Henry Lincoln Johnson (1897-1929), who served valiantly as part of the 369th regiment (known as the Harlem Hellfighters) received the Congressional Medal of Honor posthumously in a ceremony at the White House on June 2, 2015, almost one hundred years after his return from war.
At the same White House ceremony, Sgt. William Shemin (1896-1973) , another World War I hero, was also honored with the Congressional Medal of Honor. Shemin had faced discrimination because he was Jewish.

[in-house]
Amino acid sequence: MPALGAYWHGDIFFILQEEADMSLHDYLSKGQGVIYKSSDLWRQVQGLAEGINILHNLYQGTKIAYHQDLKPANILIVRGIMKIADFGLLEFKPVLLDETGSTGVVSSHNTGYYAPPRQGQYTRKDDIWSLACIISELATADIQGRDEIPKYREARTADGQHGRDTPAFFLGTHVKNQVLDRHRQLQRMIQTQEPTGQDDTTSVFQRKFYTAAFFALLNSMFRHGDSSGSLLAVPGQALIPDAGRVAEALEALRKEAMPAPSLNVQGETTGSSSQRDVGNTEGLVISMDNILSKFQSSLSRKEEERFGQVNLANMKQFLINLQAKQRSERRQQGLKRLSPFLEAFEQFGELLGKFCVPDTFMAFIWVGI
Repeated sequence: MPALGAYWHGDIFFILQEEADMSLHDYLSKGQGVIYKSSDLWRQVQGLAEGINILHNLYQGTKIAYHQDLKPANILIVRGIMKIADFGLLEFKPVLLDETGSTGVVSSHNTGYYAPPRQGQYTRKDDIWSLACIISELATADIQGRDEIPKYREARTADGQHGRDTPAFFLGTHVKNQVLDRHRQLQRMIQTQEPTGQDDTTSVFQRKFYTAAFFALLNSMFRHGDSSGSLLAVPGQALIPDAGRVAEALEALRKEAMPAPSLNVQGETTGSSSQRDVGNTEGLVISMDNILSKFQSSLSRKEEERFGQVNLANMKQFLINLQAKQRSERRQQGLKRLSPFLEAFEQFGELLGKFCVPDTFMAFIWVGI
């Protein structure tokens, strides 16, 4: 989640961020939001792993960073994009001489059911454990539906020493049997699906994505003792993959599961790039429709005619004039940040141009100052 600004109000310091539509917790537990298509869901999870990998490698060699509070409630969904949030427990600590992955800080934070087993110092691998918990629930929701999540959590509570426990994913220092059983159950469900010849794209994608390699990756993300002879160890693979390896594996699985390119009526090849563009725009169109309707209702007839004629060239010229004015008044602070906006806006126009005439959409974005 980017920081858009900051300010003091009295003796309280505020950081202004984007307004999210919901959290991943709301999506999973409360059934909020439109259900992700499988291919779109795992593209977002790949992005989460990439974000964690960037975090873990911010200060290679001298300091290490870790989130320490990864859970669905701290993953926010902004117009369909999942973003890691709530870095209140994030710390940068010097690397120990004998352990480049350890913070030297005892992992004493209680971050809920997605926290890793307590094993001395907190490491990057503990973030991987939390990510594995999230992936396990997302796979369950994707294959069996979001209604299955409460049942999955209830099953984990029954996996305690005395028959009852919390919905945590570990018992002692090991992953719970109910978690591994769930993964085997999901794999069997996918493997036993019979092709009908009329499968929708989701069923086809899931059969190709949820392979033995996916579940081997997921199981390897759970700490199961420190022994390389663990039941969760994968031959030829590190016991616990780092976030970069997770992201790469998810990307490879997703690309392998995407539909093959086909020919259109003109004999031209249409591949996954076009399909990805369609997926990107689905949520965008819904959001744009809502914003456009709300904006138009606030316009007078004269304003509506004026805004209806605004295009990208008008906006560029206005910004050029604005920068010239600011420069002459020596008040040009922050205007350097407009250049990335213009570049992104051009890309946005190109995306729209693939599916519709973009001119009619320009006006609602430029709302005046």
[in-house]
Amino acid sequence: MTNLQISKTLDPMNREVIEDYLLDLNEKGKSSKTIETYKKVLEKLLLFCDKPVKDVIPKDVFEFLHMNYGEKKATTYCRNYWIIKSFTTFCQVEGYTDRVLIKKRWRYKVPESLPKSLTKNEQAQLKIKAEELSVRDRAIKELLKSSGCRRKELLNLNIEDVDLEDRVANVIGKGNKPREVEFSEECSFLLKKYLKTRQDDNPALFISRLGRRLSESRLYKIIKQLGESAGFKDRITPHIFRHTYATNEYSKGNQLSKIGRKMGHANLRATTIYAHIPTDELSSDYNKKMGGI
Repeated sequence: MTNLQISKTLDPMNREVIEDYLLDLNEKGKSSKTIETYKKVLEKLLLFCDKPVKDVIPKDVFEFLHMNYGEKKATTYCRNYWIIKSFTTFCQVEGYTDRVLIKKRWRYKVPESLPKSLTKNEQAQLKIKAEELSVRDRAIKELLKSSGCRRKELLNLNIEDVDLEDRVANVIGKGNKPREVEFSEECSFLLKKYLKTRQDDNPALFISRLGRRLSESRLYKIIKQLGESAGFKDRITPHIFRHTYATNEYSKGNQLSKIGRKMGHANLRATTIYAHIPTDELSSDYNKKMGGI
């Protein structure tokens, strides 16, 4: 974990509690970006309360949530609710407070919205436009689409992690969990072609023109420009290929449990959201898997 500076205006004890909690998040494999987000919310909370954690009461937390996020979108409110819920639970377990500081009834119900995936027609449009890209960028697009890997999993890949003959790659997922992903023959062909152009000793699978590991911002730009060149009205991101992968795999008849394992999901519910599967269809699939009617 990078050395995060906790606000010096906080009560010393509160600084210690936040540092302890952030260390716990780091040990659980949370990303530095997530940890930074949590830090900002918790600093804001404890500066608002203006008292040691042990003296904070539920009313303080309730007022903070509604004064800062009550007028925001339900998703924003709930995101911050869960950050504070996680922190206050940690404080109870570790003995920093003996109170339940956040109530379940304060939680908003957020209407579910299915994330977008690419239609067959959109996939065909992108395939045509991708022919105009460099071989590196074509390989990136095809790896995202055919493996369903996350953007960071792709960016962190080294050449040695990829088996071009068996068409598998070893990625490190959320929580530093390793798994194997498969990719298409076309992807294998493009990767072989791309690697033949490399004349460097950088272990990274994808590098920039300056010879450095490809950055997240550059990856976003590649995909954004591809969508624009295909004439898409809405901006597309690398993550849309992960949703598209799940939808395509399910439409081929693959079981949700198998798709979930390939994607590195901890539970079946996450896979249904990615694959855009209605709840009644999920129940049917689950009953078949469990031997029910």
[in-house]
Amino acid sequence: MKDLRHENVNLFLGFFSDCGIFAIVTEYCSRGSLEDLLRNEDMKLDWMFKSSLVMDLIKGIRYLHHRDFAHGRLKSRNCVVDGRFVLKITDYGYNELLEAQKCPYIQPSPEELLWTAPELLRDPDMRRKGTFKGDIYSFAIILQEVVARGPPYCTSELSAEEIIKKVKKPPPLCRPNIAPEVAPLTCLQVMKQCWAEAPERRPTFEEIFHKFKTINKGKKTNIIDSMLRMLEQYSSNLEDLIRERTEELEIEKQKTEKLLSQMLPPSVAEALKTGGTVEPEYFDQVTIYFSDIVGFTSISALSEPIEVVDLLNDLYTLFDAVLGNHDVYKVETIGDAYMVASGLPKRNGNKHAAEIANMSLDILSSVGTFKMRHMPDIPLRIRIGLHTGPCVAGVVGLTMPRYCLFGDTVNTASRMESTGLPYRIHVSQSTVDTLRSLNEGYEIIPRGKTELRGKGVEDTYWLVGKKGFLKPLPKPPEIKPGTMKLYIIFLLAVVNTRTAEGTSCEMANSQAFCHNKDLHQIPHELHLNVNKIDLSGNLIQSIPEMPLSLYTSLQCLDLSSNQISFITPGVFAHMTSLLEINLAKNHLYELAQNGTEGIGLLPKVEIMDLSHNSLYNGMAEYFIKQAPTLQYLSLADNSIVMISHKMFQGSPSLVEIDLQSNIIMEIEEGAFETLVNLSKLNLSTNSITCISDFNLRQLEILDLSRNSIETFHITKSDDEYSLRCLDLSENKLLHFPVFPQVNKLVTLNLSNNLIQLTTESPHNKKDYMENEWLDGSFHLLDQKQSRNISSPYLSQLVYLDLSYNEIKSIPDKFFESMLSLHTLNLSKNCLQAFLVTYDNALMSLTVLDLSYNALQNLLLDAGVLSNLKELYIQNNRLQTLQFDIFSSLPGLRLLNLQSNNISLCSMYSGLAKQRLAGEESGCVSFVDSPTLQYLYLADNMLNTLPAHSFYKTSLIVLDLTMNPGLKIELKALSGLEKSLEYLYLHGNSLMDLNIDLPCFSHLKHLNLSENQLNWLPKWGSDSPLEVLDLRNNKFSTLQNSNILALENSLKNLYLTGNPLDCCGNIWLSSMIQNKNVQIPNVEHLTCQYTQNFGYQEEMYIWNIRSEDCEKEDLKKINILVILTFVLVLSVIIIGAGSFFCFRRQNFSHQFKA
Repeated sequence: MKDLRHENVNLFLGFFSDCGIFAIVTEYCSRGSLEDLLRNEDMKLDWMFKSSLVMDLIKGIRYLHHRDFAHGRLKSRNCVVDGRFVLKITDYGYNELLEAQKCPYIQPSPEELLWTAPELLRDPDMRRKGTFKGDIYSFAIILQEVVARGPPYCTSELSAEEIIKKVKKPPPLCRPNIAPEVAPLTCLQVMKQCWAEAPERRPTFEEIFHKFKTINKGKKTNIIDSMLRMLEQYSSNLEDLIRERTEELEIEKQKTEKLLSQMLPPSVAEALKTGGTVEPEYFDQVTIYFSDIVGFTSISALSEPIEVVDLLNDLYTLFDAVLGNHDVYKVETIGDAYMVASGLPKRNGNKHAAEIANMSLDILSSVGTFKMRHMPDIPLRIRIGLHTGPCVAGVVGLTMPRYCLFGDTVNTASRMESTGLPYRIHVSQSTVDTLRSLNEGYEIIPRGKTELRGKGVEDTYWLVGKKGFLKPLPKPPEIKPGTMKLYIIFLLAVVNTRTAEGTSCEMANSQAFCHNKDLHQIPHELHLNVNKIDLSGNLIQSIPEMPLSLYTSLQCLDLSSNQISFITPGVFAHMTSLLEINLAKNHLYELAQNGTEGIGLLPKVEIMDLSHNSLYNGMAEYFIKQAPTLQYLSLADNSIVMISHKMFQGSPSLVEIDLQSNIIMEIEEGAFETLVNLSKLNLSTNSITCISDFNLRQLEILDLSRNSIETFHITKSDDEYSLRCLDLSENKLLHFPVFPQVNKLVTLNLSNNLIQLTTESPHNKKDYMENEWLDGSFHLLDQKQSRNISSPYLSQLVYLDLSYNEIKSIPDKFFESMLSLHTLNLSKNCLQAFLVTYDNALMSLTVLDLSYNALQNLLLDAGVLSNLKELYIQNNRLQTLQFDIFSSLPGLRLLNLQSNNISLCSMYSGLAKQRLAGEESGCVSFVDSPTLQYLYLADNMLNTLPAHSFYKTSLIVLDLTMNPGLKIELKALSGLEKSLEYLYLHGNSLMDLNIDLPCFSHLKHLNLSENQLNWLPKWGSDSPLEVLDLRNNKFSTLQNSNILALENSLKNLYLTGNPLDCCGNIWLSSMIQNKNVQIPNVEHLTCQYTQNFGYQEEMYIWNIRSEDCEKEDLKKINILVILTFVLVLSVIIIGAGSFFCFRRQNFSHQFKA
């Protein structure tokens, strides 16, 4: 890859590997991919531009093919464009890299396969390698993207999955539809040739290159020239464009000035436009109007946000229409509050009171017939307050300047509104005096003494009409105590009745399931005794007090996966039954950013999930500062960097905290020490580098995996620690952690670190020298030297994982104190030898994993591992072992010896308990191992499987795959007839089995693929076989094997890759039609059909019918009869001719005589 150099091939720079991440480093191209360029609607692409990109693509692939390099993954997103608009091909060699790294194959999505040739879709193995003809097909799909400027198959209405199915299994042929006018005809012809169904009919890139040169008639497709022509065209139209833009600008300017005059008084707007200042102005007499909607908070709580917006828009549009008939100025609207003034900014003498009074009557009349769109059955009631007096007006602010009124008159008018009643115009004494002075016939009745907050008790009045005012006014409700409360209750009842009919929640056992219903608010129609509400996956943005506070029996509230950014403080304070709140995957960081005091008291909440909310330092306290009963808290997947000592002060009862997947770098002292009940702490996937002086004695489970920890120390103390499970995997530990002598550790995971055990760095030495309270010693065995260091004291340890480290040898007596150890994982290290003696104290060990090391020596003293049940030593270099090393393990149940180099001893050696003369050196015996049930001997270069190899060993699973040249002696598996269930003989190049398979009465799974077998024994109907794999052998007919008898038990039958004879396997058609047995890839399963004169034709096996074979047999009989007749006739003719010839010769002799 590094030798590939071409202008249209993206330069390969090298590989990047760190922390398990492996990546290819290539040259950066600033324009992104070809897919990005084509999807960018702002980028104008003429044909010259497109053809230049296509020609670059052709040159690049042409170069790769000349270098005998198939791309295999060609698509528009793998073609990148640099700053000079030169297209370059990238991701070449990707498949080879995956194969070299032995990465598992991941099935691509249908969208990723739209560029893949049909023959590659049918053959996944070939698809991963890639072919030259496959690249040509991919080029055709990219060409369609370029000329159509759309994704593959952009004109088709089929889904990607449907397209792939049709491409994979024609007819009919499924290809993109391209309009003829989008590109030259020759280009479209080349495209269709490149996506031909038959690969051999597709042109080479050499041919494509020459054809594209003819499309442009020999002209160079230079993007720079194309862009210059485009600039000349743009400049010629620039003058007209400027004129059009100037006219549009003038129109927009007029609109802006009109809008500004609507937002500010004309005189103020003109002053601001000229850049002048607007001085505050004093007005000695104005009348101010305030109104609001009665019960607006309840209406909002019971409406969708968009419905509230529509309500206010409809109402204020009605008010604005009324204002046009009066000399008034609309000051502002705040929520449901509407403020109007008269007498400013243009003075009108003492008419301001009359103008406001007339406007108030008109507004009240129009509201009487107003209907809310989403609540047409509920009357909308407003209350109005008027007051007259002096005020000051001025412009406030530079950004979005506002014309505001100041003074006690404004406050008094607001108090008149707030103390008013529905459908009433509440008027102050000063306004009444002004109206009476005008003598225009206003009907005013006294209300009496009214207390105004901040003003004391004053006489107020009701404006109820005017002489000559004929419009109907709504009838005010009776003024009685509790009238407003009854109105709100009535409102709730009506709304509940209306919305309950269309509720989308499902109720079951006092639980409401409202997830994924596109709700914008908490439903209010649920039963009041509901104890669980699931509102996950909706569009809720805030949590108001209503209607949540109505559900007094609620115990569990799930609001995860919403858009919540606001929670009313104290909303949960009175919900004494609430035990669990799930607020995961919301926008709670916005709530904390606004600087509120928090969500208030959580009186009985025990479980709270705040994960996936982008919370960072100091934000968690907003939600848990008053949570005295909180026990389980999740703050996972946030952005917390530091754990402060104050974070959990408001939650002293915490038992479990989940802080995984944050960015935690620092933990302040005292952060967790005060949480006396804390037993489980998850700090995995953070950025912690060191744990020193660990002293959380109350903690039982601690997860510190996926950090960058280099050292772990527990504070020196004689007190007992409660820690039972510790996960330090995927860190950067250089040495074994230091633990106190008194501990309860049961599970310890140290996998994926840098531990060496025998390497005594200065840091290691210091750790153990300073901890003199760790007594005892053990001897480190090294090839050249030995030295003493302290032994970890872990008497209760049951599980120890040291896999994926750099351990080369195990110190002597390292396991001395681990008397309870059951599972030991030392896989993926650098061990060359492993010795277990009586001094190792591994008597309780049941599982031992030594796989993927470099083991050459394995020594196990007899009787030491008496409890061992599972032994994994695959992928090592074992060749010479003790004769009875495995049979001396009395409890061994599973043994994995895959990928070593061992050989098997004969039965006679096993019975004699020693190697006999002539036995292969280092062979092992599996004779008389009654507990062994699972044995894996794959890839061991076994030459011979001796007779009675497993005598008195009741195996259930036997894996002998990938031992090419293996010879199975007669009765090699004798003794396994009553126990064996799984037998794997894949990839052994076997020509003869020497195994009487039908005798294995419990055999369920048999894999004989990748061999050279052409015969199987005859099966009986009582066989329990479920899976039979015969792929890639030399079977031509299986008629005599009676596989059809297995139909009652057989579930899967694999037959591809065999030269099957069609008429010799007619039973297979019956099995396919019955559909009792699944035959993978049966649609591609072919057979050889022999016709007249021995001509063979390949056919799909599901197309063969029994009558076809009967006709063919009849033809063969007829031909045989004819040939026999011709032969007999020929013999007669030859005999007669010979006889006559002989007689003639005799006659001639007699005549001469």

“We are a nation, a people, who remember our heroes,” President Barack Obama said of the two men, according to press reports. “They both left us decades ago, before we could give them the full recognition that they deserve. But it’s never too late to say thank you.
“It takes our nation too long, sometimes, to say so,” he continued. “We have work to do as a nation to make sure that all of our heroes’ stories are told. The least we can do is to say, ‘We know who you are, we know what you did for us. We are forever grateful.’”
Johnson is only the second African American to receive the Medal of Honor for World War I service.